What Can Be Learned from Inverse Statistics?
One stylized fact of financial markets is an asymmetry between the most likely time to profit and to loss. This gain–loss asymmetry is revealed by inverse statistics, a method closely related to empirically finding first passage times. Many papers have presented evidence about the asymmetry, where it appears and where it does not. Also, various interpretations and explanations for the results have been suggested. In this chapter, we review the published results and explanations. We also examine the results and show that some are at best fragile. Similarly, we discuss the suggested explanations and propose a new model based on Gaussian mixtures. Apart from explaining the gain–loss asymmetry, this model also has the potential to explain other stylized facts such as volatility clustering, fat tails, and power law behavior of returns.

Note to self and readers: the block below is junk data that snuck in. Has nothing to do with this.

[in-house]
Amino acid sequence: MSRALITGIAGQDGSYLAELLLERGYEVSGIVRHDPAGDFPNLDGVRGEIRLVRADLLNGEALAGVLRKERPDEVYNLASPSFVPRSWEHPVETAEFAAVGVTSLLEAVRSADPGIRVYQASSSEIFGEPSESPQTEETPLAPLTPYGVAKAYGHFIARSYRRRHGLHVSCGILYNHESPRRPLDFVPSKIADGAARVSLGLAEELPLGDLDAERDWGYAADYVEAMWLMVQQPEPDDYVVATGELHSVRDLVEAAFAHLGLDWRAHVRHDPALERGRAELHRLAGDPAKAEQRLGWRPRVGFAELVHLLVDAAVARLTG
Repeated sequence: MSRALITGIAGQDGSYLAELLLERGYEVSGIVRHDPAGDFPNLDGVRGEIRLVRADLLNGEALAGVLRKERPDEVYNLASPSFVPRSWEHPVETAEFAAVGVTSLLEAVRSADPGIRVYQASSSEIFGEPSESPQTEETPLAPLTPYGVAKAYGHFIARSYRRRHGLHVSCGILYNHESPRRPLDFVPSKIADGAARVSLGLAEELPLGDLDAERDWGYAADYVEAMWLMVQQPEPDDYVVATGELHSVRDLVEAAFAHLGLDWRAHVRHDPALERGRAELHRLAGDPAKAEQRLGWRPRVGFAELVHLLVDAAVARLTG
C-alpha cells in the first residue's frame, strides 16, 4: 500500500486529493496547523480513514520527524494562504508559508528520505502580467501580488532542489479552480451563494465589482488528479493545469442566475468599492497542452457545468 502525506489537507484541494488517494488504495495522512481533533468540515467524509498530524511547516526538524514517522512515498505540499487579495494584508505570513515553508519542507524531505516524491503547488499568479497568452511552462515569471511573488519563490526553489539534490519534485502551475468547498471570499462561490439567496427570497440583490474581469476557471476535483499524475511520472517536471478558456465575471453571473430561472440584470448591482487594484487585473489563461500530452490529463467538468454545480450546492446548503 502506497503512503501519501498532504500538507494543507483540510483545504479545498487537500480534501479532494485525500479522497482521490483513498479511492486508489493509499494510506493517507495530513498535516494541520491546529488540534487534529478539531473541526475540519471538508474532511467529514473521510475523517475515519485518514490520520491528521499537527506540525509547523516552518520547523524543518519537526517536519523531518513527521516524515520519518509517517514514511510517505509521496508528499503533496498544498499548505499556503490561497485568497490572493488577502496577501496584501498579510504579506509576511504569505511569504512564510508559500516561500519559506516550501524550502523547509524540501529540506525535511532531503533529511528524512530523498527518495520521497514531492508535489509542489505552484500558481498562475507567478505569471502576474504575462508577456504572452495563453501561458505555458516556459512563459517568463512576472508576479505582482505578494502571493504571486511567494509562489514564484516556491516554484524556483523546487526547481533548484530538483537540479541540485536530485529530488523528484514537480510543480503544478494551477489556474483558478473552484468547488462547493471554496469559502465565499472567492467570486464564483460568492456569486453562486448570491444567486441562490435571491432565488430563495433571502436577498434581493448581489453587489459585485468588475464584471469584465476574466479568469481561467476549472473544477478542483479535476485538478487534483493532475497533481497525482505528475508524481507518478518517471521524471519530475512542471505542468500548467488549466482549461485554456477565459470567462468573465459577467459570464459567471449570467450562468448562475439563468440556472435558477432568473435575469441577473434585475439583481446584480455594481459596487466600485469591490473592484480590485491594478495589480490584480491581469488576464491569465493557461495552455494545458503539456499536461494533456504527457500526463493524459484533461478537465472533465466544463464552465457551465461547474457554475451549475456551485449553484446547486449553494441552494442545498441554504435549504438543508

KeywordsGaussian Mixture Model Stylize Fact Return Level Bond Price Geometrical Brownian Motion
- 1.Frisch U (1995) Turbulence: the legacy of A.N. Kolmogorov. Cambridge University Press, CambridgeGoogle Scholar
- 3.Doyne Farmer J (1999) Comput Sci Eng 1:26Google Scholar
- 11.Bouchaud J-P, Potters M (2000) Theory of financial risks: from statistical physics to risk management. Cambridge University Press, CambridgeGoogle Scholar
- 12.Mantegna RN, Stanley HE (2000) An introduction to econophysics: correlations and complexity in finance. Cambridge University Press, CambridgeGoogle Scholar
- 13.Donangelo R, Jensen MH, Simonsen I, Sneppen K (2006) J Stat Mech L11001:1Google Scholar
- 14.Hull J (2000) Options, futures, and other derivatives, 4th edn. Prentice-Hall, LondonGoogle Scholar
- 15.Karlin S, Taylor HM (1998) A first course in stochastic processes, 2nd edn. Academic, New YorkGoogle Scholar
- 26.Siven J, Lins J, Hansen JL (2009) J Stat Mech P02004:1Google Scholar
- 27.Balogh E, Neda Z, Nagy BZs, Simonsen I Persistent collective trend in stock markets (in preparation)Google Scholar
- 28.Lillo F, Doyne Farmer J (2004) Stud Nonlinear Dyn Econom 4:3Google Scholar